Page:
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  4. What a nice escape your post was today. I can't wait for tomorrow's adventure!

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    1. So glad you enjoyed this post, Amy.Yes, do come back soon for the next post. I have a feeling you'll like it even more.

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  5. Oh for the mountains ! We loved Munnar too and it's serene beauty. AND we knocked our heads against the stone. Someday ,we will be back to see the KURINJI, when the mountains in Munnar are covered in in its smoky blue-purple flowers that bloom once every twelve years. At one point we saw a villager sitting on a boulder by the side of the road and in the fading light of the late afternoon,I could have almost sworn that it was Mahatma Gandhi !
    Looking forward to the next post,Sunita.

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    1. Hi Usha! Great seeing you here. I missed the Kurinji too. Very disappointed!
      Mahatma Gandhi in Munnar ? ... hmmmm
      I loved staying far away from the centre of Munnar town. It was so primeval.And to top it all we were told that wild elephants regularly trek past the estate bungalow where we had stopped! Beautiful, beautiful place. I loved it!

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    2. Yes, Mahatma Gandhi...dhoti,staff and seated in his iconic pose,et al. And I'm sticking to my story !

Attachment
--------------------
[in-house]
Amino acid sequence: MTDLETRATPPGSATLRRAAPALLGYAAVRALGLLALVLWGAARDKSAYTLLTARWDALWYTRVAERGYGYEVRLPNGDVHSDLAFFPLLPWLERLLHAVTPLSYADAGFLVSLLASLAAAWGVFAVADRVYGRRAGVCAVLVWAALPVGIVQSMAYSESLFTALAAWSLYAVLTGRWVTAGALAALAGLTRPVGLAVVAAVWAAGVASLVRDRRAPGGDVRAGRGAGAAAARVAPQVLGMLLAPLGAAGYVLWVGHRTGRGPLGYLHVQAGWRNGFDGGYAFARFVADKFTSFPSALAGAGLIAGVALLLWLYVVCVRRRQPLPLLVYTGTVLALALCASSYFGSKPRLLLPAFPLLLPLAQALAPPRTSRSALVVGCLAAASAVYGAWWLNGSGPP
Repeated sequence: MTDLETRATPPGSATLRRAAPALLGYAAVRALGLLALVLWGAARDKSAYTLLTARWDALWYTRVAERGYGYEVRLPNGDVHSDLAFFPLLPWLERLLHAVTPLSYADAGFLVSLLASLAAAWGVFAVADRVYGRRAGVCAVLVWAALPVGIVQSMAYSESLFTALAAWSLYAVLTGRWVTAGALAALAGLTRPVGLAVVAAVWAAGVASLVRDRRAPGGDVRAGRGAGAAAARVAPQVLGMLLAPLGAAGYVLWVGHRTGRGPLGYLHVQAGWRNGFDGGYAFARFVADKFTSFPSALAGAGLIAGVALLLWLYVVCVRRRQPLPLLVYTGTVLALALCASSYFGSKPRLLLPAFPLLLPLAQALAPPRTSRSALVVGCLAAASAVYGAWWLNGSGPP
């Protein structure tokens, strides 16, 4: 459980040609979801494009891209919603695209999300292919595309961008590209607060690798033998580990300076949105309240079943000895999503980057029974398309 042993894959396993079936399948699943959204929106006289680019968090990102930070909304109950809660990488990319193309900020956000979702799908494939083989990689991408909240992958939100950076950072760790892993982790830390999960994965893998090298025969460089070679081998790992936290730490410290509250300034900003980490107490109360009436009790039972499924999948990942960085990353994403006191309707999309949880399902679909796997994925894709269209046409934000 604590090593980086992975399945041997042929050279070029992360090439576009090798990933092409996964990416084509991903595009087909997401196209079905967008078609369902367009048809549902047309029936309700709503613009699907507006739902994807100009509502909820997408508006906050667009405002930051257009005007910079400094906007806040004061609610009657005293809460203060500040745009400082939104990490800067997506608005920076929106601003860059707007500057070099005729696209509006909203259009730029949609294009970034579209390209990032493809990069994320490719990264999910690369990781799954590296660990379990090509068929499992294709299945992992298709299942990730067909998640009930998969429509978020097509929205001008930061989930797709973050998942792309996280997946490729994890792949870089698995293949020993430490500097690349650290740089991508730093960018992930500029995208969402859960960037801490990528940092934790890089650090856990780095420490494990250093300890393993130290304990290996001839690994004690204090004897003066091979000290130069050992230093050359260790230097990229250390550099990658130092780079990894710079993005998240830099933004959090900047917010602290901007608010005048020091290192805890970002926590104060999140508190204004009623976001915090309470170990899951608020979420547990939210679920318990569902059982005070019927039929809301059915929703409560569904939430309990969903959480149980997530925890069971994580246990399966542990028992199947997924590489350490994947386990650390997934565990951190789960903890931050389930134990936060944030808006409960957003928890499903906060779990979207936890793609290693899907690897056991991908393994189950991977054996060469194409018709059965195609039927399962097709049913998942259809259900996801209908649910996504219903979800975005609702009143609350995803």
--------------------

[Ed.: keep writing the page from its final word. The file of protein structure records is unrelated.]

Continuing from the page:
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  6. Really enjoyed the trip. The tea groves look like the coffee plantations I saw in Panama--very beautiful.

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    1. Hi Carolyn, thanks for stopping by. I love the scent of coffee plantations. Especially when the coffee bushes are in bloom. Tea grows at higher elevations than the coffee growing areas here. But, both are beautiful in their own way.

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  7. Beautiful pics Sunita!
    True that.. the journey has its own charm. Loved reading the travelogue :)

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    1. Thank you, Priya :)
      Make sure you come back soon for the next part of it.

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  8. Sunita, I forgot how wonderful armchair travel can be; fantastic landscape and fine words in unison. Enjoyed it very much, and ahh not tired at all... makes me want to pack up!!

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    1. Ah yes, Trudi. It lets you travel so much further than you thought you could, right? Pack up! Maybe I'll meet you there :D

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  9. My traveling days are over since I became a quadriplegic ten years ago. So posts like this allow me to see different parts of the world and drink them in. Interesting fresh fruit in brine to lengthen their shelf life? And can't say enough about those waterfalls. Thank you much for this post.

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    1. I'm so glad you enjoyed this journey, Patrick. Here's another one for you : http://the-urban-gardener.blogspot.in/2009/08/plantation-dreamin.html
      That was the precursor to this current post, actually. The river that you see in the first photo is just a few kilometres away.
      I have to admit that my photos just don't do justice to these places. So whatever you see, just keep in mind that the actual place is easily 50% more beautiful (at least).
      I hope I'll see you here again soon, Patrick.